The Spanish crown argued that the higher posts in the ecclesiastical hierarchy should be held by those clerics who were well educated, served in cathedrals or had extirpated idolatry. However, it was a futile endeavor that never succeeded because the Spaniards misunderstood what the Maya did with their “idols”. They did not “worship” them but more on the problematic use of Christian terminology in describing Maya ritual activities in a later post. Hence I use “” around terms like deity, god, religion, etc. to show their problematic uses.

In this post I will describe the historical sources to our knowledge about these activities. These are the dossiers or relaciónes de méritos that the priests and friars or an agent of them brought to Spain to show their merits. Some historians have argued that these are dubious sources as torture may have been used to make people confess. Chuchiak downplay the use of torture being used in the confessions because the local parish priest relied on local scribes and the Spaniard was quite isolated, or as one of them said “I am a lone island of Spanish civilization amongst a furious sea of idolatrous natives” (p 147).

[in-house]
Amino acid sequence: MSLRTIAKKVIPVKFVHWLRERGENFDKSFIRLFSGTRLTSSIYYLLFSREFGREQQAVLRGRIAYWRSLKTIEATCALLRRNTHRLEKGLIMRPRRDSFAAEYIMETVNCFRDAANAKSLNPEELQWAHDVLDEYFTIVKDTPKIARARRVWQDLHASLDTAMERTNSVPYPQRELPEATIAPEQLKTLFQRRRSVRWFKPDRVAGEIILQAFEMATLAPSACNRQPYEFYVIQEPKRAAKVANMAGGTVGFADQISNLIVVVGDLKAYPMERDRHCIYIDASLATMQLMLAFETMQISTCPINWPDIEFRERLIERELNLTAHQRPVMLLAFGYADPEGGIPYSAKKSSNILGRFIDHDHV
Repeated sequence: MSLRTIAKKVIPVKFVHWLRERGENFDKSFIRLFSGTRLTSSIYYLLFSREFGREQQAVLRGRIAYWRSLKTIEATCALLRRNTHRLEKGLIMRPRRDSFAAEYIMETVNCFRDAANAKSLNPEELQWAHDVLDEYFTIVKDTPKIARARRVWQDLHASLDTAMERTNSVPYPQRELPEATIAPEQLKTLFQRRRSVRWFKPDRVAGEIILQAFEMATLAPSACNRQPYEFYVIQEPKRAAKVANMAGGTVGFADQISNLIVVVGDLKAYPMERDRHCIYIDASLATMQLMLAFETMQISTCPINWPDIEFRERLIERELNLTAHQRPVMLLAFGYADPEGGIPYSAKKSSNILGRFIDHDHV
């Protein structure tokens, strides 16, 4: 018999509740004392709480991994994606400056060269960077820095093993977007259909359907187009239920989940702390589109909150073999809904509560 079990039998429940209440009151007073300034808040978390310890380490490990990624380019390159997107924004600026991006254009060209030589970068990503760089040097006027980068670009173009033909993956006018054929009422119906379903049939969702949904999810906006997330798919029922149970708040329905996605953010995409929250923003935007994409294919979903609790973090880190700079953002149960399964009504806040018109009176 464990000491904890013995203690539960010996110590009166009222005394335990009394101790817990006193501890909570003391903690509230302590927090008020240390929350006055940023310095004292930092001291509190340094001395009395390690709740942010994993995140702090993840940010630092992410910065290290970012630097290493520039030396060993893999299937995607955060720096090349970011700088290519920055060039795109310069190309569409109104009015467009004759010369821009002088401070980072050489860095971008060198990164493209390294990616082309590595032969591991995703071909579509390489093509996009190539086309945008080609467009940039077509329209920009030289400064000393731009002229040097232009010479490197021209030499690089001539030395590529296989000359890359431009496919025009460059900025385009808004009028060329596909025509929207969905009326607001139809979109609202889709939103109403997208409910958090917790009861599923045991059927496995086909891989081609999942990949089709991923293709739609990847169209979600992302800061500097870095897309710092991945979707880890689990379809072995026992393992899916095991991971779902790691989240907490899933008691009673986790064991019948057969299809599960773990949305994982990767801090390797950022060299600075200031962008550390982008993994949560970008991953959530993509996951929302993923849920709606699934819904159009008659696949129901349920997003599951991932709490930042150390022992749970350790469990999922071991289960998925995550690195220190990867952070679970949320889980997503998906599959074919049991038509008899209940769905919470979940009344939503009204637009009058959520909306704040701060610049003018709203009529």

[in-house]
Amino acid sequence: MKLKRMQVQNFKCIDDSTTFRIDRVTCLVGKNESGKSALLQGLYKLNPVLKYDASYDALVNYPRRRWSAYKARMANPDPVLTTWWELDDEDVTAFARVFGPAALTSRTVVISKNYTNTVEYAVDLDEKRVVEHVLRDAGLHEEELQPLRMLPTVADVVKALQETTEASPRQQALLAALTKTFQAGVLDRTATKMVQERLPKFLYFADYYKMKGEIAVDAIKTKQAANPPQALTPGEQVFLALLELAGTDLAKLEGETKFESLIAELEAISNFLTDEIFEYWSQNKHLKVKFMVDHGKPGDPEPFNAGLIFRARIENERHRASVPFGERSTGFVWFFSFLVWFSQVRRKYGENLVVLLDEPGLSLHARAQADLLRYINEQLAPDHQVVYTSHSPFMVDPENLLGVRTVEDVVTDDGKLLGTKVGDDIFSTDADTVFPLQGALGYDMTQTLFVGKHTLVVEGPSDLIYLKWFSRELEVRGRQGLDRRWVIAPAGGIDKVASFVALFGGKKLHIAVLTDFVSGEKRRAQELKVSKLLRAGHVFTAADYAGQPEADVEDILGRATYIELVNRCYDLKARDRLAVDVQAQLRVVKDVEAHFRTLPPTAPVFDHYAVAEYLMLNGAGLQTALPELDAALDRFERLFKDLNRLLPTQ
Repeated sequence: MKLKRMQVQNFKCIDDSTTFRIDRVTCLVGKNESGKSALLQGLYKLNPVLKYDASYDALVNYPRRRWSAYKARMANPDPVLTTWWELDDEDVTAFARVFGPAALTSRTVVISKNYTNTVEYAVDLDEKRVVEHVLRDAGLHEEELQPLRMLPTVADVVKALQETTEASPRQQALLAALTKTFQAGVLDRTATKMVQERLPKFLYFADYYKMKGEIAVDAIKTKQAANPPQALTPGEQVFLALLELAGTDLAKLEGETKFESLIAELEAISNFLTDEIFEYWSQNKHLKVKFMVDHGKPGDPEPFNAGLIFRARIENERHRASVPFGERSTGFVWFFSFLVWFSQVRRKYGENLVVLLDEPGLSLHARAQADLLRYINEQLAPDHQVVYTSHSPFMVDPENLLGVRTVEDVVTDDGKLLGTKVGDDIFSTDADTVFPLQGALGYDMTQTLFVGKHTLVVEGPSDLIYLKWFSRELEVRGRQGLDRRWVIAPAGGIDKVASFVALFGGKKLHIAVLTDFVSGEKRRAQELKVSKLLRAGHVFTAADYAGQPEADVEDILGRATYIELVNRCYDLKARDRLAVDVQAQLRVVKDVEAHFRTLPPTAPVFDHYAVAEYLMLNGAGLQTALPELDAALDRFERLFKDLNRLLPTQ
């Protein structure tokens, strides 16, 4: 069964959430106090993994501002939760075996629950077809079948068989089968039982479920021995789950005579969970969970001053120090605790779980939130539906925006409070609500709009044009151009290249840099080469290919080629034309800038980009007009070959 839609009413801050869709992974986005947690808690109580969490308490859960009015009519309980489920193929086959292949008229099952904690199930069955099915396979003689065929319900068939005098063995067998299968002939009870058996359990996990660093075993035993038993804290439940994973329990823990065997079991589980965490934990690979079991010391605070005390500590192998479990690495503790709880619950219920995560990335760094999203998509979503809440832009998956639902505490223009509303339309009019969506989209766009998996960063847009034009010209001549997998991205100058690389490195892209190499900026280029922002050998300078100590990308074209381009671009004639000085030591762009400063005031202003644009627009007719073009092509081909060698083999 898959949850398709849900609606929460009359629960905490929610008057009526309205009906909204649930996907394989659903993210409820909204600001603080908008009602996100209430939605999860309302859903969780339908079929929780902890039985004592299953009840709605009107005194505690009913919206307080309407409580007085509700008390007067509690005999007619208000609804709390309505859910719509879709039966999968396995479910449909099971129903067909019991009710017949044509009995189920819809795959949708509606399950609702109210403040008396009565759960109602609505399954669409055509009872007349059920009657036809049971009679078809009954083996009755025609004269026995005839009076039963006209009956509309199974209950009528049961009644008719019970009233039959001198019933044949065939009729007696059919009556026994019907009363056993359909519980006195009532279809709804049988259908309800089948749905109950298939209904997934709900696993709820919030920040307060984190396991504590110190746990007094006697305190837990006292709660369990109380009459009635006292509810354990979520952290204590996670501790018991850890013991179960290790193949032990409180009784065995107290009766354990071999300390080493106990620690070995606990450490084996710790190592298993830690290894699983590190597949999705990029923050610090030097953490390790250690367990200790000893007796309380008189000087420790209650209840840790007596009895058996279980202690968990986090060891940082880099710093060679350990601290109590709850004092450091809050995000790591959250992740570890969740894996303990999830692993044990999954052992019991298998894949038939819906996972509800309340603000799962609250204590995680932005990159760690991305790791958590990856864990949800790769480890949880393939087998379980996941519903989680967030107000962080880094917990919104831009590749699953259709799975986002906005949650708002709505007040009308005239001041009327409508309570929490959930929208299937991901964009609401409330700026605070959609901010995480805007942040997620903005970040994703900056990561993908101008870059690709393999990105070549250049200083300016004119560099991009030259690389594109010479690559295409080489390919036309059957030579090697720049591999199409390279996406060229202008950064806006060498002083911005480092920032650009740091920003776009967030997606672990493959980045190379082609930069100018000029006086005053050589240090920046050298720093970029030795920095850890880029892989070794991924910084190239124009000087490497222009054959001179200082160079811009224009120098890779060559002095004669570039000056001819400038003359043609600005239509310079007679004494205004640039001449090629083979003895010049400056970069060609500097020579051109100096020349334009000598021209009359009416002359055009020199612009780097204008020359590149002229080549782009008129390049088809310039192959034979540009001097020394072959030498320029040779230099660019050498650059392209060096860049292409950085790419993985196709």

Clendinnen and Tedlock argue that the clergy over-reported the cases of idolatry because this would look good to Spanish administrators. Chuchiak argues the opposite because the clergy had much to lose if people reported that widespread idolatry persisted. They could be removed from their office for failing. Sometimes even the clergy was blamed for being the cause of the idolatry. In fact, bishops and governors broke up large parishes where reports on idolatry persisted. Hence, the local priests would lose part of their annual revenue if idolatry persisted.